Francois Truffaut's Shoot the Piano Player is one of Truffaut's most entertaining and affectionate tributes to the low-budget pulp crime genre, and of the comic films of Chaplin Chaplin and The Marx Brothers that he grew up adoring. It tells the simple story about a classical pianist, who tries to run away from his past after his wife's tragic suicide, and eventually ends up playing piano in a small Parisian dive. When his brother suddenly gets in trouble with bumbling gangsters, he inadvertently gets dragged back into the chaos and is forced to rejoin the life that he once fled. François Truffaut was one of the pioneers of The French New Wave movement which was considered a certain European art form during the late 50s and 60s. The style can be greatly seen in Shoot the Piano Player, whether it's the plot's use of flashbacks, the creative use of the camera iris, and Truffaut's sudden change of tone in the narrative, from comedy and then back to drama.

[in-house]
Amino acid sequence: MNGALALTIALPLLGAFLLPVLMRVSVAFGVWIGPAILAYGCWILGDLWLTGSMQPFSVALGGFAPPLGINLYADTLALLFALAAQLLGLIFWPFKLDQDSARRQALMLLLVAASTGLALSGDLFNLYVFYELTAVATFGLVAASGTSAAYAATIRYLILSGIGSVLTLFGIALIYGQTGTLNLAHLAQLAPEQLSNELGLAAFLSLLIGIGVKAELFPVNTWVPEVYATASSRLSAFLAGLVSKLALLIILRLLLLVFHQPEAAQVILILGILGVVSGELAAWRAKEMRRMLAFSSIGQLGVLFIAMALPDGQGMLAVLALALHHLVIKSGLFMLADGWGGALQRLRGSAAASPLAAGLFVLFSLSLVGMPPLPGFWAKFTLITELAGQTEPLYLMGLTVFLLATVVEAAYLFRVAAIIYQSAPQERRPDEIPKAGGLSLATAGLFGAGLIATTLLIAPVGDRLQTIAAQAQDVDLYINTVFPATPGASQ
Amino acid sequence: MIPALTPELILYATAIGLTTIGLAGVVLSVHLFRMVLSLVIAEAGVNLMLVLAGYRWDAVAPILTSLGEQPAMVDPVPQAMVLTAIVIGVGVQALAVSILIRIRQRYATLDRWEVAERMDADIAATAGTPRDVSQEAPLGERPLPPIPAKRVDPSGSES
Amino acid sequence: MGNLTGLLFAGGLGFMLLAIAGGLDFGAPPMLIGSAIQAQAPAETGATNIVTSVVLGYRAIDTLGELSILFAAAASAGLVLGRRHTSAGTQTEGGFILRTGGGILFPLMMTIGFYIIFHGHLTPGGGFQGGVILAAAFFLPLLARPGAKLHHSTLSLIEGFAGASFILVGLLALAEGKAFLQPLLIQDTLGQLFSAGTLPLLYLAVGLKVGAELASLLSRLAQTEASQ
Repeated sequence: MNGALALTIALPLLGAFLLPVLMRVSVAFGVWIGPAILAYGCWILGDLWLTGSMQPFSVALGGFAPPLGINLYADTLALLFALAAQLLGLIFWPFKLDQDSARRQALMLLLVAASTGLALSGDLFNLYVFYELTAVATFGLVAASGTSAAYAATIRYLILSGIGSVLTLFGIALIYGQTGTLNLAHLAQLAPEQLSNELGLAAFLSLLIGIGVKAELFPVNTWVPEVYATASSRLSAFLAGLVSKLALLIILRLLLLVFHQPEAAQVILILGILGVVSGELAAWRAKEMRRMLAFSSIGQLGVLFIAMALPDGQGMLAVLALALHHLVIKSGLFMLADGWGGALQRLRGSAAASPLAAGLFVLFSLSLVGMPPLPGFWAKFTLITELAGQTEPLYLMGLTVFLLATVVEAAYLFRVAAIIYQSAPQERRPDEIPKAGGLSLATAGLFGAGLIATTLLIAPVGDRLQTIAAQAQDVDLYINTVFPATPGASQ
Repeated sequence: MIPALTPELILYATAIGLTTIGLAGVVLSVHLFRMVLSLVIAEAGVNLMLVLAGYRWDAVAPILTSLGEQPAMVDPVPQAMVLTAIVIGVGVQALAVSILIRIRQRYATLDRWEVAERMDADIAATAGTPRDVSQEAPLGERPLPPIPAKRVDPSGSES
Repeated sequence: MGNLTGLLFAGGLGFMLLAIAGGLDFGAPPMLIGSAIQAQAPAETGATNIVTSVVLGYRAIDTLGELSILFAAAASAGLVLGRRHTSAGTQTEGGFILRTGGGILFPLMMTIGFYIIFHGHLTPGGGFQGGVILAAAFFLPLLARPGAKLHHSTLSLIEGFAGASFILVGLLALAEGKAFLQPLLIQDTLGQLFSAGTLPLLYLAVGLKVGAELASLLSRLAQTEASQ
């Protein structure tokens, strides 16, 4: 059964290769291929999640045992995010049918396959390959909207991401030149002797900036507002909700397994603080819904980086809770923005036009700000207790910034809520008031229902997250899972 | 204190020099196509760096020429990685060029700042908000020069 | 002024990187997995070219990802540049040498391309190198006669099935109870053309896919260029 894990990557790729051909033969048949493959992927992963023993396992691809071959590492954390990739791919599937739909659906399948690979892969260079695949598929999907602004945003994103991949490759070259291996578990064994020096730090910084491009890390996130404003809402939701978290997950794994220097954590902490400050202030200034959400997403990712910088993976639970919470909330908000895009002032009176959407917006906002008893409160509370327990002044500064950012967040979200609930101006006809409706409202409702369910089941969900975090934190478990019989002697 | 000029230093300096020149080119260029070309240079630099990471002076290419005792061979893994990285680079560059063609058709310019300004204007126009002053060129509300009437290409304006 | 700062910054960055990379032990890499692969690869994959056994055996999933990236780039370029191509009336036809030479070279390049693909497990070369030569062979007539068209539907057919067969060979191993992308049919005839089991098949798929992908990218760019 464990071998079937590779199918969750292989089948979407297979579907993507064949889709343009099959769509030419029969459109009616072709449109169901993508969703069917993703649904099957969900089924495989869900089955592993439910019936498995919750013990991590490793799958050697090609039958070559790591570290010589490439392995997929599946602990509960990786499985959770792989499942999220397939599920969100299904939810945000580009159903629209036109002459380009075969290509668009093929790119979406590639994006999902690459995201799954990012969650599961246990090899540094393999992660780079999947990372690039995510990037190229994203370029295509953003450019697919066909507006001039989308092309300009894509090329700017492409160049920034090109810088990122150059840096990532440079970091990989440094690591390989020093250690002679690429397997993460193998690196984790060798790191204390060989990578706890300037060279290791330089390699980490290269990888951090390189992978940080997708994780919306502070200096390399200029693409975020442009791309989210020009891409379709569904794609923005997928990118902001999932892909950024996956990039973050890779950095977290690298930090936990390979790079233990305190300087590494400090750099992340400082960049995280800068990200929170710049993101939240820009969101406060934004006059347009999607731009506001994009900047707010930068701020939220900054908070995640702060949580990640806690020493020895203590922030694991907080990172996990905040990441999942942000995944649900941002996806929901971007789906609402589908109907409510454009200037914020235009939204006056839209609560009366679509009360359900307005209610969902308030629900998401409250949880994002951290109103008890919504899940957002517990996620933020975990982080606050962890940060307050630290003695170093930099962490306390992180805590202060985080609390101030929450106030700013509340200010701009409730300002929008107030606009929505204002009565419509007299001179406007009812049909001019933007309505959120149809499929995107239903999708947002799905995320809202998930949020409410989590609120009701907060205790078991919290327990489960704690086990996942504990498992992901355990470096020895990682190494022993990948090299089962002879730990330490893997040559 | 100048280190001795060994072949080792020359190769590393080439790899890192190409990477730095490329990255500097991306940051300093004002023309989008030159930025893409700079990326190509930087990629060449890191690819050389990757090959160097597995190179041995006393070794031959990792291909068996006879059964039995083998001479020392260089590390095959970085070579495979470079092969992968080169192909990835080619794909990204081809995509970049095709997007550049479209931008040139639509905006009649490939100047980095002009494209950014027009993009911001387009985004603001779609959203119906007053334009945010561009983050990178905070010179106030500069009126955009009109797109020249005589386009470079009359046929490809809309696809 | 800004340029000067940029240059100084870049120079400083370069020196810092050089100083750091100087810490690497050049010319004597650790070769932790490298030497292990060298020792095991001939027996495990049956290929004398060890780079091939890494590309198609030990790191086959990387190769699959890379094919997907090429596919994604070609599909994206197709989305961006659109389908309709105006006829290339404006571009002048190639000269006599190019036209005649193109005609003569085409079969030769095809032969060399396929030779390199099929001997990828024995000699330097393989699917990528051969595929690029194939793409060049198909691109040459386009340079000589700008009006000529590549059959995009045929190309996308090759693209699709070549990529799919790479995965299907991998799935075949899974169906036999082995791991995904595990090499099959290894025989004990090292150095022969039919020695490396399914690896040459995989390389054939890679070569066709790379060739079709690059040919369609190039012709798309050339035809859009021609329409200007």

Jean-Luc Godard was much more revolutionary with his shocking technique of jump cuts and his radical political symbolism, but it's Truffaut's more complacent, touching and sentimental touches that seems to gain more power throughout the years and really explore the true nature of why we love going to the movies. Shoot the Piano Player was Truffaut's second film right after his directorial début The 400 Blows, but unfortunately Shoot the Piano Player wasn't as well received by its critics and public. A film journalist asked Truffaut if the film was more comic than tragic and Truffaut replied, "It's both. With Piano Player, I wanted to make women cry and men laugh." The one thing that is quite obvious about the film is Truffaut's love for American cinema and literature, and he wanted to make his very own homage to that genre. The themes in Shoot the Piano Player include all the themes that Truffaut loved so much like doomed romances, kidnappings, gangsters, murder, heists and the shy lead with a mysterious past who unfortunately must return to face it